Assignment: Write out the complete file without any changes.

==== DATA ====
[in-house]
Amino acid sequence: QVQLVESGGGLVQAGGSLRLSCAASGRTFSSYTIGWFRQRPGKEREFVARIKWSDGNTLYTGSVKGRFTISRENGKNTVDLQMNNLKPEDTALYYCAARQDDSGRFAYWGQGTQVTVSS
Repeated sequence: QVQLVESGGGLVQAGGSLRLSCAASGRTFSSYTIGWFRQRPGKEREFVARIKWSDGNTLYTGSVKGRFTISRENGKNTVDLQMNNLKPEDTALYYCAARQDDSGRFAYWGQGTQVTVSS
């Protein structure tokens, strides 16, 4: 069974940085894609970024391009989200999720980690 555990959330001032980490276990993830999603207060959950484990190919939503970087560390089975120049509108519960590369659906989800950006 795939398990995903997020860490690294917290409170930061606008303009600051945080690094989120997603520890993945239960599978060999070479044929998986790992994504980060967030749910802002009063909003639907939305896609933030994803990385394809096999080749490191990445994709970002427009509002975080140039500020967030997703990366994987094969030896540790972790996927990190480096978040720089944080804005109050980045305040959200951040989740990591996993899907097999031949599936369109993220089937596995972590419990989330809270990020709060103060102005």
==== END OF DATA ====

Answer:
[in-house]
Amino acid sequence: QVQLVESGGGLVQAGGSLRLSCAASGRTFSSYTIGWFRQRPGKEREFVARIKWSDGNTLYTGSVKGRFTISRENGKNTVDLQMNNLKPEDTALYYCAARQDDSGRFAYWGQGTQVTVSS
Repeated sequence: QVQLVESGGGLVQAGGSLRLSCAASGRTFSSYTIGWFRQRPGKEREFVARIKWSDGNTLYTGSVKGRFTISRENGKNTVDLQMNNLKPEDTALYYCAARQDDSGRFAYWGQGTQVTVSS
């Protein structure tokens, strides 16, 4: 069974940085894609970024391009989200999720980690 555990959330001032980490276990993830999603207060959950484990190919939503970087560390089975120049509108519960590369659906989800950006 795939398990995903997020860490690294917290409170930061606008303009600051945080690094989120997603520890993945239960599978060999070479044929998986790992994504980060967030749910802002009063909003639907939305896609933030994803990385394809096999080749490191990445994709970002427009509002975080140039500020967030997703990366994987094969030896540790972790996927990190480096978040720089944080804005109050980045305040959200951040989740990591996993899907097999031949599936369109993220089937596995972590419990989330809270990020709060103060102005």